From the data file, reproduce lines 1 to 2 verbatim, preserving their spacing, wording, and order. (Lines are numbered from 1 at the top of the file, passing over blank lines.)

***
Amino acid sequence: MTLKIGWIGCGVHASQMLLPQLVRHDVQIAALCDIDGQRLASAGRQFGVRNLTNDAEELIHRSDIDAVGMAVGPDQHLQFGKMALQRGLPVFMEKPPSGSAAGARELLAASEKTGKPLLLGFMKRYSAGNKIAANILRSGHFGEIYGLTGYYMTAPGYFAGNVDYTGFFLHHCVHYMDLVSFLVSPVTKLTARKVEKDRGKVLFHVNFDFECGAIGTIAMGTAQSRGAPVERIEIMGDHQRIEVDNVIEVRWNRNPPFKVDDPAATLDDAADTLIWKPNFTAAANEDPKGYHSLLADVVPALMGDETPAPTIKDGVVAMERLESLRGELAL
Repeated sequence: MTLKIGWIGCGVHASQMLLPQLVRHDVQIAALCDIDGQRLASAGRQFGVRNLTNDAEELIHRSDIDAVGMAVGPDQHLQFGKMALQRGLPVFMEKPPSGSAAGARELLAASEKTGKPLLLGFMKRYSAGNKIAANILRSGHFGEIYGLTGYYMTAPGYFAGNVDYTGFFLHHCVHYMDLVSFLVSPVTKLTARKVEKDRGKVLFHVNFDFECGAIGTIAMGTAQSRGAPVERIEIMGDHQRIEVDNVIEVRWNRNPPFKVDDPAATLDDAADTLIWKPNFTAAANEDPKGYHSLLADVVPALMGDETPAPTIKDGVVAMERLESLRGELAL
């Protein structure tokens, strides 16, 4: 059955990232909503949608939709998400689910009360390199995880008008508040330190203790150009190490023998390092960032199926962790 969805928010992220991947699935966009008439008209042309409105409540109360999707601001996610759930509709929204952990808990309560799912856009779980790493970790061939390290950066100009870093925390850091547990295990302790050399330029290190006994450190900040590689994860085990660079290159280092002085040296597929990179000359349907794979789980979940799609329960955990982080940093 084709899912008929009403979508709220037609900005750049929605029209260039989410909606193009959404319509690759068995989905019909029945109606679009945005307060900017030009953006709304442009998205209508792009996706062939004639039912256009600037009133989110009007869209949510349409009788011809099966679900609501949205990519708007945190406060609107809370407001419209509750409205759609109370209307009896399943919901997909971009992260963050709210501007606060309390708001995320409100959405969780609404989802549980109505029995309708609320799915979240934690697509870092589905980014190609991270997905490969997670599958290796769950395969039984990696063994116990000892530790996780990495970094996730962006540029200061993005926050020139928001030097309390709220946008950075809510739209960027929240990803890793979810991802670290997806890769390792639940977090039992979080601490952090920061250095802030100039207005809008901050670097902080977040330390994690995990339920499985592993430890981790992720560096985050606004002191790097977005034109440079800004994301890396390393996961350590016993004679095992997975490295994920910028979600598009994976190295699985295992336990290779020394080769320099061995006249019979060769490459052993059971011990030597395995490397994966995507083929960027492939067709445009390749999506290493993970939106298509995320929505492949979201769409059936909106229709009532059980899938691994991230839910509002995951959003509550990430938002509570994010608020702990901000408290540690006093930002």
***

Amino acid sequence: MTLKIGWIGCGVHASQMLLPQLVRHDVQIAALCDIDGQRLASAGRQFGVRNLTNDAEELIHRSDIDAVGMAVGPDQHLQFGKMALQRGLPVFMEKPPSGSAAGARELLAASEKTGKPLLLGFMKRYSAGNKIAANILRSGHFGEIYGLTGYYMTAPGYFAGNVDYTGFFLHHCVHYMDLVSFLVSPVTKLTARKVEKDRGKVLFHVNFDFECGAIGTIAMGTAQSRGAPVERIEIMGDHQRIEVDNVIEVRWNRNPPFKVDDPAATLDDAADTLIWKPNFTAAANEDPKGYHSLLADVVPALMGDETPAPTIKDGVVAMERLESLRGELAL
Repeated sequence: MTLKIGWIGCGVHASQMLLPQLVRHDVQIAALCDIDGQRLASAGRQFGVRNLTNDAEELIHRSDIDAVGMAVGPDQHLQFGKMALQRGLPVFMEKPPSGSAAGARELLAASEKTGKPLLLGFMKRYSAGNKIAANILRSGHFGEIYGLTGYYMTAPGYFAGNVDYTGFFLHHCVHYMDLVSFLVSPVTKLTARKVEKDRGKVLFHVNFDFECGAIGTIAMGTAQSRGAPVERIEIMGDHQRIEVDNVIEVRWNRNPPFKVDDPAATLDDAADTLIWKPNFTAAANEDPKGYHSLLADVVPALMGDETPAPTIKDGVVAMERLESLRGELAL